SwordSearcher’s Books and Dictionaries panel is designed to help you review similar materials in different books. For example, if you’re viewing the Nave’s Topical Bible entry on Anathema Maran-atha, the Watson’s Dictionary tab is highlighted, and clicking on it will take you to the Anathema Maranatha entry in that dictionary. This works even though the two books use different titles. Note the subtle difference of the hyphenation in Maran-atha.
This is possible because SwordSearcher has a special “best match” algorithm it uses when you switch between book tabs. Minor spelling or orthographic differences don’t typically present a problem for reviewing similar material because of this feature.
However, if you switch between books that do not have similar entries, it is possible to “lose your place” if you don’t realize what is going on. For example, if you’re reading a book comprised of chapters instead of a dictionary, it’s not likely there will be a “close match” in another book. If you switch tabs, SwordSearcher will usually just take you to the first entry.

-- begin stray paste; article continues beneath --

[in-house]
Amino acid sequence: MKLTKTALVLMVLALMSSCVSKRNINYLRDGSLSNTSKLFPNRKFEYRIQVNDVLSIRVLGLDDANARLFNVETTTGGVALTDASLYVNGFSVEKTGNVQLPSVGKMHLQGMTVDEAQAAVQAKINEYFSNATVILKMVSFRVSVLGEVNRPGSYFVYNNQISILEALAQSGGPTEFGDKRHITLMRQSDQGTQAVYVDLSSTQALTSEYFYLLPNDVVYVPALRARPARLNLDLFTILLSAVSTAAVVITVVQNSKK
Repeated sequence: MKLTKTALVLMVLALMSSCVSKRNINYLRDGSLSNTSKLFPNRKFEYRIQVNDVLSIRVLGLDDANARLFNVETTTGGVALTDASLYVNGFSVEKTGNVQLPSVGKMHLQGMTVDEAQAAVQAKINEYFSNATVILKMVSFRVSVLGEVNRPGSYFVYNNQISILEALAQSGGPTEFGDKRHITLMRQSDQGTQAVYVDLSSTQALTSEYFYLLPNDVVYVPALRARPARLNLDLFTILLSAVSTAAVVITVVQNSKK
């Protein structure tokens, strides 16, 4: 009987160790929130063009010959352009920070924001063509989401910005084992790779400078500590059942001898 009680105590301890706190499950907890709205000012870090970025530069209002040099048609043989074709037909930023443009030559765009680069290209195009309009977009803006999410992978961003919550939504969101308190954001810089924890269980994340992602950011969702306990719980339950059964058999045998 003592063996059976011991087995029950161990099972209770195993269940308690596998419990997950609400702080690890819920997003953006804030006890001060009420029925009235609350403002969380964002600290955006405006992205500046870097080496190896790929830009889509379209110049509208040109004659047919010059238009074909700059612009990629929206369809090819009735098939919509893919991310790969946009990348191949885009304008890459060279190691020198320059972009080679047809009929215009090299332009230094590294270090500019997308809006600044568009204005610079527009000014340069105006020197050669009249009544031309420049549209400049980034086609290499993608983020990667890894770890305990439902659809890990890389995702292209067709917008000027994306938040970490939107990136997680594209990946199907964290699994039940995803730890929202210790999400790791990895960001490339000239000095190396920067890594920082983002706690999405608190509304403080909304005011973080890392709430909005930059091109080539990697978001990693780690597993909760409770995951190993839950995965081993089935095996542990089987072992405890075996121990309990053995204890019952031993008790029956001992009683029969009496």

Sometimes this might seem confusing, and you may wonder how to get back to what you were looking at before.
That’s easy. Just use the back button in the books panel. It remembers what you were viewing. It also has a long memory. Click the back button to go to your previous entry, or, right-click the back button to see a history of what you have viewed in the books panel, and you’ll get right back on track in no time.
The Bible and Commentary panels also have back/forward navigation buttons with history menus.